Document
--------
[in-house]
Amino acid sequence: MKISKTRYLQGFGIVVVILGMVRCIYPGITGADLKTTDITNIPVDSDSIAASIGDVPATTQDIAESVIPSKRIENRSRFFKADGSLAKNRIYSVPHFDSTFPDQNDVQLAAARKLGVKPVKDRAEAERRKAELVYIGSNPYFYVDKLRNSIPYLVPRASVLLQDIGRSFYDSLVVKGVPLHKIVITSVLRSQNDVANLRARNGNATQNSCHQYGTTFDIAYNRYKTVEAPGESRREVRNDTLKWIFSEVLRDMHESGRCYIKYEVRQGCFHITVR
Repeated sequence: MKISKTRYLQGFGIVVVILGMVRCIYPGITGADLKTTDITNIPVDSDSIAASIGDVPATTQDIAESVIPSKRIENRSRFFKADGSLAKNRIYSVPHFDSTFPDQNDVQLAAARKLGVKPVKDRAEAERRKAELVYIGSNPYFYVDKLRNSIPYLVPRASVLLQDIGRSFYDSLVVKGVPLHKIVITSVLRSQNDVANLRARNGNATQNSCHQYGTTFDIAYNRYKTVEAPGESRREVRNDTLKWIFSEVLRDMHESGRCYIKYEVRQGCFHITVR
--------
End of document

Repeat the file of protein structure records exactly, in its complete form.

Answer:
[in-house]
Amino acid sequence: MKISKTRYLQGFGIVVVILGMVRCIYPGITGADLKTTDITNIPVDSDSIAASIGDVPATTQDIAESVIPSKRIENRSRFFKADGSLAKNRIYSVPHFDSTFPDQNDVQLAAARKLGVKPVKDRAEAERRKAELVYIGSNPYFYVDKLRNSIPYLVPRASVLLQDIGRSFYDSLVVKGVPLHKIVITSVLRSQNDVANLRARNGNATQNSCHQYGTTFDIAYNRYKTVEAPGESRREVRNDTLKWIFSEVLRDMHESGRCYIKYEVRQGCFHITVR
Repeated sequence: MKISKTRYLQGFGIVVVILGMVRCIYPGITGADLKTTDITNIPVDSDSIAASIGDVPATTQDIAESVIPSKRIENRSRFFKADGSLAKNRIYSVPHFDSTFPDQNDVQLAAARKLGVKPVKDRAEAERRKAELVYIGSNPYFYVDKLRNSIPYLVPRASVLLQDIGRSFYDSLVVKGVPLHKIVITSVLRSQNDVANLRARNGNATQNSCHQYGTTFDIAYNRYKTVEAPGESRREVRNDTLKWIFSEVLRDMHESGRCYIKYEVRQGCFHITVR